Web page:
I’ve been trying to sum up this feeling for days. I was at the occupation site today when Naomi Klein was speaking. I was elsewhere in the park — sitting in on a meeting about “direct democracy,” wanting to know what the zeitgeist thought that meant this time around. (Still using jazz hands to applaud silently. Still aiming for consensus. Still striving earnestly to right past societal wrongs by structuring in affirmative action, bless ’em. Over the polyrhythms of a more-competent-than-usual drum circle, I asked the kid who was leading the direct democracy training what the history of the process he was outlining was. “Have you heard of the Rainbow Gathering? The Radical Fairies movements down in Tennessee and elsewhere in the South?” he responded. I confess my disappointment. I was hoping to learn we shared a procedural heritage with Egypt and Algeria.)

Klein apparently had the same struggle as everyone else to be heard under the amplified-speaker ban, but she’s written up her piece for the Nation. And she has said everything else I might want to say.

About the ephemerality of the anti-globalization mobilizations, and how it never served local communities. (Would that she had talked about how the tech bubble of that moment fueled the well-meaning but entitled skilled elite who descended on cities during those protests. Maybe that’s someone else’s story to tell.)

About how much harder it was to communicate a message about the abuses of corporate power during an economic boom cycle. It seems so much easier, by contrast, to communicate “the 99%.” You can even say it to police officers and feel like you’re getting some sympathy. That greedy 1% of the population does what they want, and do they ever ask what we need to feed and educate our children, to live in dignity and health? They take money from our government and never give back. It’s easier to communicate to people now.

About how this movement seems to her, as it does to me, to have no Black Bloc: no wing intent on doing violence (and indeed, @AnonyOps and other outlets have worked hard to spread messages to quell potentially violent actions.)

About how we lost everything we’d built in that earlier protest season in the militaristic hysteria about terrorism after 9/11.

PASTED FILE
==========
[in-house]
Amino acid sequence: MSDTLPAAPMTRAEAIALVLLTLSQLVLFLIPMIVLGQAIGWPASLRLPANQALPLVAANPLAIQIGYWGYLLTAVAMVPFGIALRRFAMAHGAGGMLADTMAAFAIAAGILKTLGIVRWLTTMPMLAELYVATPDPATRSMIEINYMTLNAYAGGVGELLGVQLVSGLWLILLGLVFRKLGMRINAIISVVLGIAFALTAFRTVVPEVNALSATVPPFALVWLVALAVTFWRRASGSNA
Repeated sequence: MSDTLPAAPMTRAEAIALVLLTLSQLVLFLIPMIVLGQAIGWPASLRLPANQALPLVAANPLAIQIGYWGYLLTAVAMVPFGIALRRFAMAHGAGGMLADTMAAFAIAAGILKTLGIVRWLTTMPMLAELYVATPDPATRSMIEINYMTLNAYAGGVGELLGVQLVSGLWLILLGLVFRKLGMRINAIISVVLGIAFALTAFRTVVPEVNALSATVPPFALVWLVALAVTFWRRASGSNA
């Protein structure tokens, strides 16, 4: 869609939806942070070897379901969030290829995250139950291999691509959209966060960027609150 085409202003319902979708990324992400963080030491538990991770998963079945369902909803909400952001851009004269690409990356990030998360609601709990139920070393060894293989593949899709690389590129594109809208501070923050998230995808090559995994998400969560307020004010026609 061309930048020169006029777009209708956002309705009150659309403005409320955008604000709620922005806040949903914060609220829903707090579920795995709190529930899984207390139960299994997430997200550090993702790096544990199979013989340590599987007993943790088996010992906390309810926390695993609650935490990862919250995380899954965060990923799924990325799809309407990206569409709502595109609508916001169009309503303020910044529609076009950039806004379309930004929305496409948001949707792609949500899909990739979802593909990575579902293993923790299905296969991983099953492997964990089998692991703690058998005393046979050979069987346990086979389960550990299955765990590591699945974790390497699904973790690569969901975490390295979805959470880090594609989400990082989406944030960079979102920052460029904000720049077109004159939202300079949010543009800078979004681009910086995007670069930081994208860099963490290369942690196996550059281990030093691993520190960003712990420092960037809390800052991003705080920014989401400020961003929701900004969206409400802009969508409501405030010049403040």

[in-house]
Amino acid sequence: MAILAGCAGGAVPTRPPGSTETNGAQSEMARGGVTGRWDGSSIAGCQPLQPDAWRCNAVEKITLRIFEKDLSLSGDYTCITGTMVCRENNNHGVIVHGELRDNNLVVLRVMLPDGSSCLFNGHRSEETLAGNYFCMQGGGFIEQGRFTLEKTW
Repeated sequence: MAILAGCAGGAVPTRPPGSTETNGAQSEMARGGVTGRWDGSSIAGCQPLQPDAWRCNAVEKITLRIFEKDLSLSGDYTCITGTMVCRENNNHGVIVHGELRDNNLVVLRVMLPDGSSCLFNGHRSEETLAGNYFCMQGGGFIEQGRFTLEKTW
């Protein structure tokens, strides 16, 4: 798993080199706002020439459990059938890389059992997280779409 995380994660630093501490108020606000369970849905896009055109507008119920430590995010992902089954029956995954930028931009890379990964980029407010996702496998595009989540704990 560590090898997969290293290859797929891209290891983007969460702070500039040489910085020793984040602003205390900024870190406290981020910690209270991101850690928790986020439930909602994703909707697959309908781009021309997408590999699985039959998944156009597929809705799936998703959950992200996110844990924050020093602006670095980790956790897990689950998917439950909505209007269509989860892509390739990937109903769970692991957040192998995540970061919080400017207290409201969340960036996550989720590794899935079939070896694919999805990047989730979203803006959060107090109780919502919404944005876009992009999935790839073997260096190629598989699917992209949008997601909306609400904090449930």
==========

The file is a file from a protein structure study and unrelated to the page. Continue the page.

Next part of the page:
About how this movement, like the one at the millennium, like the one in the 60s, are about “changing the underlying values that govern our society.”

Klein writes:

A few final thoughts. In this great struggle, here are some things that don’t matter.

§ What we wear.

§ Whether we shake our fists or make peace signs.

§ Whether we can fit our dreams for a better world into a media soundbite.

And here are a few things that do matter.

§ Our courage.

§ Our moral compass.

§ How we treat each other.

I’m glad Klein wrote these things I was having such a hard time summing up myself. It’s welcome to hear someone from an earlier movement, any earlier movement, speak so lovingly and encouragingly to the next people picking up the torch. (There were moments, at Hampshire and other times when my generation spoke to the Woodstock generation about our own concerns, when we were patted on the head, called cute, given a designated building to take over, reminded how important were the gains won by protests in the 60s. As if they were the only real protests, ignoring also Reagan-era protesters, ACT UP, and their peers.)

It is my hope that what our Naomi has written is remembered as one of the great humanist documents of our time.

(As if writing matters. As if, in the flood of information we swim in, one statement can make a difference.)

One Comment

  1. SC wrote:

    Hey, G. I thought Dancing Sausage might have a few thoughts on OWS and I was right. And I missed Naomi’s piece, thanks for the link. The few times, I’ve dropped by, I’ve felt, well, ancient but also encouraged by the general spirit of the place. My office isn’t too far from OWS, if you go again, lemme know and I’ll join you.

    Friday, October 7, 2011 at 4:07 pm | Permalink

Post a Comment

Your email is never published nor shared. Required fields are marked *